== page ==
They say you cannot go home again, and perhaps as far as a childhood home, that is true. But what of the memories of other places we hold firm in our mind's eye? Some of them we have a name for, our elementary school, the river where we dove as far out as we could into the dark water, a place where church bells rang. In the Book of Genesis, all was drawn out of the waters of chaos by its name, "God called the dry land Earth." Sometimes, the incredibly complex can be summed up in one word.  I read in a story that the Inuit Indians have one such word to bring to conceivable life the fear and the awe that possesses them when they see across the ice, the approach of a polar bear.  Some things have no words at all, their form remembered only in the etchings of tears.

But of those places, both named and unnamed, there are places you are drawn back to, years later, praying they are not changed, and knowing it will not be so.

I hope in ten years Barkley and I can come back here, if only to wave at the house in which I raised him to adulthood, as to an old friend.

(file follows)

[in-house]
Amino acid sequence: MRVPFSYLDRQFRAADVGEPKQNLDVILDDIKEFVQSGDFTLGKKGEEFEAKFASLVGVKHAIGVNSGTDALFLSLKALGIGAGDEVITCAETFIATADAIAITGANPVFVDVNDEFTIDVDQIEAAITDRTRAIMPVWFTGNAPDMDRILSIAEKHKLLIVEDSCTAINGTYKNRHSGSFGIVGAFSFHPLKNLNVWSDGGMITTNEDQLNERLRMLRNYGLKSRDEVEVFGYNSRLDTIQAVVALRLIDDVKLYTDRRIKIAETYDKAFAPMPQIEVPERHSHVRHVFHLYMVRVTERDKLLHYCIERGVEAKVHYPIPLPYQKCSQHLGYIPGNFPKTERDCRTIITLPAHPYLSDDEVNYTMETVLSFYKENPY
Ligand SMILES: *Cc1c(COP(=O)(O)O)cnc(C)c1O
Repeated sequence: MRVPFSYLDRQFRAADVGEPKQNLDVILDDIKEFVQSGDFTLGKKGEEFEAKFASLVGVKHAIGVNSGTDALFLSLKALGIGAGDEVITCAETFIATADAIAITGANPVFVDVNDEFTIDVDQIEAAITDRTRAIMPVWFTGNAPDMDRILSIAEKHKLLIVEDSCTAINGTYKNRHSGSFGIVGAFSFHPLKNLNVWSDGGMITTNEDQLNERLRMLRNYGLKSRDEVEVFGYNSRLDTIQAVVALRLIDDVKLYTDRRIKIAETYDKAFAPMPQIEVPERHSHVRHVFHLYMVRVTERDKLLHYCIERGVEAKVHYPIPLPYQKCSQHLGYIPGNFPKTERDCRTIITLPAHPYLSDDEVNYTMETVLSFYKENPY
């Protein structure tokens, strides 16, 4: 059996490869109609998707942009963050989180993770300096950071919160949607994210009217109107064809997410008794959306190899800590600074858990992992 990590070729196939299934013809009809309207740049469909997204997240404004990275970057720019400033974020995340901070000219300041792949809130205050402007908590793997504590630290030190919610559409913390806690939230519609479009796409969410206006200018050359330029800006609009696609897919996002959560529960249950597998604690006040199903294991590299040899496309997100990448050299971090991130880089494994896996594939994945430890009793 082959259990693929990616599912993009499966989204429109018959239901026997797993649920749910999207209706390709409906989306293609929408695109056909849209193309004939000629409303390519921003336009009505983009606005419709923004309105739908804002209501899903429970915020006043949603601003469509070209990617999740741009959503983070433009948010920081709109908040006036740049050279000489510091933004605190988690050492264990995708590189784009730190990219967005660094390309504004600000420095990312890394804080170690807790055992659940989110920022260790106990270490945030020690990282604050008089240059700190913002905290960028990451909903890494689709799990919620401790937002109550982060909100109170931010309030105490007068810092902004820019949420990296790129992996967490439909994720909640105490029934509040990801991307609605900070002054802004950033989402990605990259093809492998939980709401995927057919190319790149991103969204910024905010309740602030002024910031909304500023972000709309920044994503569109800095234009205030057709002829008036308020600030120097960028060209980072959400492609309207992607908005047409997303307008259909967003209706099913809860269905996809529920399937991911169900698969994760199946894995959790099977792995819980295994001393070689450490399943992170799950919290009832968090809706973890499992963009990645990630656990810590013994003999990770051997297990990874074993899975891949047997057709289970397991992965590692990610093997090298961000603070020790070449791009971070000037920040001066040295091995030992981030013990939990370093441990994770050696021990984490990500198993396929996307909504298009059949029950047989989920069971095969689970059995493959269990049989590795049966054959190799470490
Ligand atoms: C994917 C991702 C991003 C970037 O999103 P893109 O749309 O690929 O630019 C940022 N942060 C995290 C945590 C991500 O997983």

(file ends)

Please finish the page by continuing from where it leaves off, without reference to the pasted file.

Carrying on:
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 Thanks to our hosts Nola and Sugar for the Blog Hop.

Saturday, February 20, 2016

Pup-overs

Oh boy - Mom made Pup-overs!

She lets the steam out of mine first, but they are soooo eggy/custardy in the middle and crunchy around the edges.
I'm glad Dad made it home  - he was on the road for business all butt one day last week so Mom's going to spoil him (and me) this weekend.
Abby Lab

Friday, February 19, 2016

On Tonight's Episode of "Suicidal Squirrel"

There's a car coming, run into the road.

Car slows as you're 95% of the way across.  GO BACK!~

STOP.  

Run back across the road.  SCREEEECH!

Thanks for watching tonight. Our show sponsored by Midas Tires and Brakes.

Thursday, February 18, 2016

Thursday Eats - Pizza Bones!


posted a picture of a pizza on a romantic Valentine's evening out with her husband at the pizza place they had their first date (and congratulations on the two pounds recently lost)

I had a SERIOUS hankering for pizza after that. But I really didn't want to go out in the cold wind to the store, and I didn't want to clear and re-salt the steps for a delivery guy where snow melted today and then re-froze. Besides Abby could use a treat.  Her Dad's only been home one night this week between business trips and she misses him. (She sleeps by our bed which she never does when he is home, guarding me).